Health Technology

Opioid Dashboard Improves Adherence to Guidelines

Research shows the use of clinical dashboards can significantly impact the management of opioid use.
By: | July 6, 2015

Primary care physicians may ramp up their use of tools designed to address opioid abuse if they are provided with clinically relevant information, according to new research. A study of patients in Connecticut health clinics showed more use of urine drug testing, signed opioid treatment agreements, assessments of pain-related functional status, visits with a behavioral health provider, and a reduction in prescriptions of opioids after an opioid dashboard was implemented.

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The dashboard provided actionable data for providers to use in planning care for patients because it focuses on process measures rather than patient outcome measures. While the patients in the clinics were medically underserved, the results would likely be useful for physicians who treat injured workers.

“Clinical dashboards are condition-specific, web-based health information technology (HIT) applications for quality reporting and patient management that can help health care teams by providing them with timely, clinically relevant information at the practice or individual provider level,” according to the research. “Dashboards can display adherence to care measures, provide performance improvement comparisons, (e.g., individual performance against that of the entire clinic) and ‘drill down’ from population level to individual-patient level data.”

The authors used electronic health record data from patients receiving chronic opioid therapy between April 2011 and March 31, 2013, and included evaluations of patients pre- and post-implementation of the dashboard. Their findings were published in the Clinical Journal of Pain.

“Dashboards have been developed to support specific quality improvement initiatives and for a variety of conditions but have not, to our knowledge, been developed for opioid analgesic management,” they wrote. “To improve adherence to practice guidelines and agency policies for chronic opioid therapy, we developed, implemented, and evaluated a clinical dashboard for opioid analgesic management in a large, multisite Federally Qualified Health Center.”

The dashboard served as a central data repository where physicians and other medical providers at the facilities had access to information about their own patients receiving opioids. They were also able to see their adherence rates compared with those of their colleagues in the facilities.

The following improvements in adherence to opioid prescribing guidelines were reported in the post-implementation year compared with the pre-implementation year:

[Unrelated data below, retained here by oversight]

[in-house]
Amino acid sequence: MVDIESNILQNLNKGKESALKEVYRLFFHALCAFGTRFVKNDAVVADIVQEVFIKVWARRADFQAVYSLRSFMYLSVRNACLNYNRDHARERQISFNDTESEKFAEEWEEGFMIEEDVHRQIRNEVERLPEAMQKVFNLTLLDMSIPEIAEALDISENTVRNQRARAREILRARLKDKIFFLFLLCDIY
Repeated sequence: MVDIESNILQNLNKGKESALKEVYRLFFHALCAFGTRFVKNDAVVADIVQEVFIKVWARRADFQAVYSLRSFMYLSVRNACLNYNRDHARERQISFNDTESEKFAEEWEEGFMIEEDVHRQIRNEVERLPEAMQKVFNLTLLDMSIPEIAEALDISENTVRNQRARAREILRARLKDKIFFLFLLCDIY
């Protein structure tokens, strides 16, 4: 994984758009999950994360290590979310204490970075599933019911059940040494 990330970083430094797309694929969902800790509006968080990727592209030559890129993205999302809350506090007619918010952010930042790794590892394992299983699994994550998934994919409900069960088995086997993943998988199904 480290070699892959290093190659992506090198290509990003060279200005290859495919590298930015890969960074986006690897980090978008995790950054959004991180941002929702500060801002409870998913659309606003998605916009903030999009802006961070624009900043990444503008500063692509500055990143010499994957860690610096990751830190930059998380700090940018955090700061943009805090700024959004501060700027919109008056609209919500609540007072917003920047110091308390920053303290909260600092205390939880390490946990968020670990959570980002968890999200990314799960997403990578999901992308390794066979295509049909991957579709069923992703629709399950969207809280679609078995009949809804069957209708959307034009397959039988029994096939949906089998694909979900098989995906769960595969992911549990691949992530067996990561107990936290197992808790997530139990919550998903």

• An increase from 49 percent to 63 percent of patients with a signed opioid treatment agreement.
  • An increase from 66 percent to 86 percent of patients given urine drug testing.
  • An increase from 33 percent to 46 percent of patients with a documented assessment of functional status.
  • An increase from 24 percent to 28 percent of patients with a behavioral health visit.
  • A decrease from 3.4 percent to 3.1 percent in the proportion of patients prescribed chronic opioid therapy, a change the authors said was small but statistically significant.

“Many PCPs utilized the dashboard during morning ‘huddles’ during which they reviewed the dashboard with their support staff, noted which patients were due for pain management follow-up care, and assigned tasks to the appropriate staff member to obtain the needed items,” the report said. “This observation suggests that improvements may be partly attributable to the motivation gain effect. This effect is seen when an individual’s performance and motivation improves as a member of a team working under conjunctive task demands, than the individual working alone, especially when that individual feels indispensable to the team.”

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The researchers also speculated that the adherence data on the webpage may have led to increased competition among the physicians, as well as the desire to create a favorable impression among their peers.

“HIT is increasingly being used to improve the quality and efficiency of health care delivery, patient safety, and patient-centered care,” the study said. “Our study is unique in its use of HIT to improve opioid prescribing for pain, but consistent with other studies that have demonstrated the use of HIT to improve medication adherence, increase the safety of electronic prescribing, and increase physician adherence to treatment protocols.”

Nancy Grover is the president of NMG Consulting and the Editor of Workers' Compensation Report, a publication of our parent company, LRP Publications. She can be reached at [email protected]

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The R&I Editorial Team can be reached at [email protected]